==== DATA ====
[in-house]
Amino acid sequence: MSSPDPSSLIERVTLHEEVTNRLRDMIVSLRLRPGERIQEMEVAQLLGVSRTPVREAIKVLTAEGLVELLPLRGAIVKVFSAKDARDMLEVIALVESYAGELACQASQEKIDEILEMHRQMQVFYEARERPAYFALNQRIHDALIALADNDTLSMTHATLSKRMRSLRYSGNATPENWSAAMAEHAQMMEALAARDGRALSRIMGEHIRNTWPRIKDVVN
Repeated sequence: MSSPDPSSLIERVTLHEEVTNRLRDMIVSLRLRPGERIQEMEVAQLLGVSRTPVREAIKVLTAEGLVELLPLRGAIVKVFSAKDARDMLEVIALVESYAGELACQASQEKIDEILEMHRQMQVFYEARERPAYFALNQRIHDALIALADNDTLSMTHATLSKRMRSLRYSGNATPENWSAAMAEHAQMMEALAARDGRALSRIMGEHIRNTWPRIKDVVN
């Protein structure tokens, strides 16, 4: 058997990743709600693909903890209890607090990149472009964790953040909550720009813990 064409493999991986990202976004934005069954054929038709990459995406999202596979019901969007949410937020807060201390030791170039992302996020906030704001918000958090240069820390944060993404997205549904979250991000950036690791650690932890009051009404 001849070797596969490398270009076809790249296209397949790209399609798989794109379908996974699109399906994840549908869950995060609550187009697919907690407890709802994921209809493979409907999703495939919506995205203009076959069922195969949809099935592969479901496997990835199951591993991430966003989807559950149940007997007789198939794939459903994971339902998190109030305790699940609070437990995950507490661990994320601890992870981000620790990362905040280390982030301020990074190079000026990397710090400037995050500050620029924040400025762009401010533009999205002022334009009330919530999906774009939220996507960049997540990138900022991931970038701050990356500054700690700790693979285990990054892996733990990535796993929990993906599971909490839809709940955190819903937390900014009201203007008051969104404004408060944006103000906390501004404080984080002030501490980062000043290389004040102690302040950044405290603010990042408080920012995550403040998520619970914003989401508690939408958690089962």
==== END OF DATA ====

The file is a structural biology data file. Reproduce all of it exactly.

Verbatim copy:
[in-house]
Amino acid sequence: MSSPDPSSLIERVTLHEEVTNRLRDMIVSLRLRPGERIQEMEVAQLLGVSRTPVREAIKVLTAEGLVELLPLRGAIVKVFSAKDARDMLEVIALVESYAGELACQASQEKIDEILEMHRQMQVFYEARERPAYFALNQRIHDALIALADNDTLSMTHATLSKRMRSLRYSGNATPENWSAAMAEHAQMMEALAARDGRALSRIMGEHIRNTWPRIKDVVN
Repeated sequence: MSSPDPSSLIERVTLHEEVTNRLRDMIVSLRLRPGERIQEMEVAQLLGVSRTPVREAIKVLTAEGLVELLPLRGAIVKVFSAKDARDMLEVIALVESYAGELACQASQEKIDEILEMHRQMQVFYEARERPAYFALNQRIHDALIALADNDTLSMTHATLSKRMRSLRYSGNATPENWSAAMAEHAQMMEALAARDGRALSRIMGEHIRNTWPRIKDVVN
């Protein structure tokens, strides 16, 4: 058997990743709600693909903890209890607090990149472009964790953040909550720009813990 064409493999991986990202976004934005069954054929038709990459995406999202596979019901969007949410937020807060201390030791170039992302996020906030704001918000958090240069820390944060993404997205549904979250991000950036690791650690932890009051009404 001849070797596969490398270009076809790249296209397949790209399609798989794109379908996974699109399906994840549908869950995060609550187009697919907690407890709802994921209809493979409907999703495939919506995205203009076959069922195969949809099935592969479901496997990835199951591993991430966003989807559950149940007997007789198939794939459903994971339902998190109030305790699940609070437990995950507490661990994320601890992870981000620790990362905040280390982030301020990074190079000026990397710090400037995050500050620029924040400025762009401010533009999205002022334009009330919530999906774009939220996507960049997540990138900022991931970038701050990356500054700690700790693979285990990054892996733990990535796993929990993906599971909490839809709940955190819903937390900014009201203007008051969104404004408060944006103000906390501004404080984080002030501490980062000043290389004040102690302040950044405290603010990042408080920012995550403040998520619970914003989401508690939408958690089962």